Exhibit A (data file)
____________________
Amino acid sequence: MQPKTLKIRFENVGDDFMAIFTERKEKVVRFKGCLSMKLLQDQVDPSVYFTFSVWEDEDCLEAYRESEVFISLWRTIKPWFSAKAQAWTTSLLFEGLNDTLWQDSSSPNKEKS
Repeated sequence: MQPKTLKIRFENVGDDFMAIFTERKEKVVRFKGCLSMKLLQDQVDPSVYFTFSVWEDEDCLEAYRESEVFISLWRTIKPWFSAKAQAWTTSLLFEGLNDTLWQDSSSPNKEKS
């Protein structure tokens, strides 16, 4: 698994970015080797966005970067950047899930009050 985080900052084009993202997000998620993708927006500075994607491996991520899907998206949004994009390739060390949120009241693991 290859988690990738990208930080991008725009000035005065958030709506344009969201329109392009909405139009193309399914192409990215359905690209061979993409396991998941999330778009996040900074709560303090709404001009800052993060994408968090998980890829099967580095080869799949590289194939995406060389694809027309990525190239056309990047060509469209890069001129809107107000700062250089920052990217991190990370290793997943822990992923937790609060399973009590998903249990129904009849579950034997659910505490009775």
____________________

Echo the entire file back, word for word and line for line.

Amino acid sequence: MQPKTLKIRFENVGDDFMAIFTERKEKVVRFKGCLSMKLLQDQVDPSVYFTFSVWEDEDCLEAYRESEVFISLWRTIKPWFSAKAQAWTTSLLFEGLNDTLWQDSSSPNKEKS
Repeated sequence: MQPKTLKIRFENVGDDFMAIFTERKEKVVRFKGCLSMKLLQDQVDPSVYFTFSVWEDEDCLEAYRESEVFISLWRTIKPWFSAKAQAWTTSLLFEGLNDTLWQDSSSPNKEKS
């Protein structure tokens, strides 16, 4: 698994970015080797966005970067950047899930009050 985080900052084009993202997000998620993708927006500075994607491996991520899907998206949004994009390739060390949120009241693991 290859988690990738990208930080991008725009000035005065958030709506344009969201329109392009909405139009193309399914192409990215359905690209061979993409396991998941999330778009996040900074709560303090709404001009800052993060994408968090998980890829099967580095080869799949590289194939995406060389694809027309990525190239056309990047060509469209890069001129809107107000700062250089920052990217991190990370290793997943822990992923937790609060399973009590998903249990129904009849579950034997659910505490009775």